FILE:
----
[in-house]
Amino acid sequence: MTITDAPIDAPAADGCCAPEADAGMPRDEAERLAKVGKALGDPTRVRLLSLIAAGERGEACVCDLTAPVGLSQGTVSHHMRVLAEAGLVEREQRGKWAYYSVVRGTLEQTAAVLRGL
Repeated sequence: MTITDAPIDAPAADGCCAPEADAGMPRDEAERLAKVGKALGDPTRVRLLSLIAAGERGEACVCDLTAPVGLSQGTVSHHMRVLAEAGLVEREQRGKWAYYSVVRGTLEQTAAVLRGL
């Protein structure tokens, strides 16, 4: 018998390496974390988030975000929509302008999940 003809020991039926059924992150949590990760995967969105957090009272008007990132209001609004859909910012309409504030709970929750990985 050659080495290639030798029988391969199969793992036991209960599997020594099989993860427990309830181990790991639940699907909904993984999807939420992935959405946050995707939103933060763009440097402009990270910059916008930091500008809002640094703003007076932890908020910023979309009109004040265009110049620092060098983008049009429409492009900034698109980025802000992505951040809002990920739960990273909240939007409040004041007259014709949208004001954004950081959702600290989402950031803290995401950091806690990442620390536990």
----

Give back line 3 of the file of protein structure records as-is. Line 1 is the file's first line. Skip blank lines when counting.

Repeated sequence: MTITDAPIDAPAADGCCAPEADAGMPRDEAERLAKVGKALGDPTRVRLLSLIAAGERGEACVCDLTAPVGLSQGTVSHHMRVLAEAGLVEREQRGKWAYYSVVRGTLEQTAAVLRGL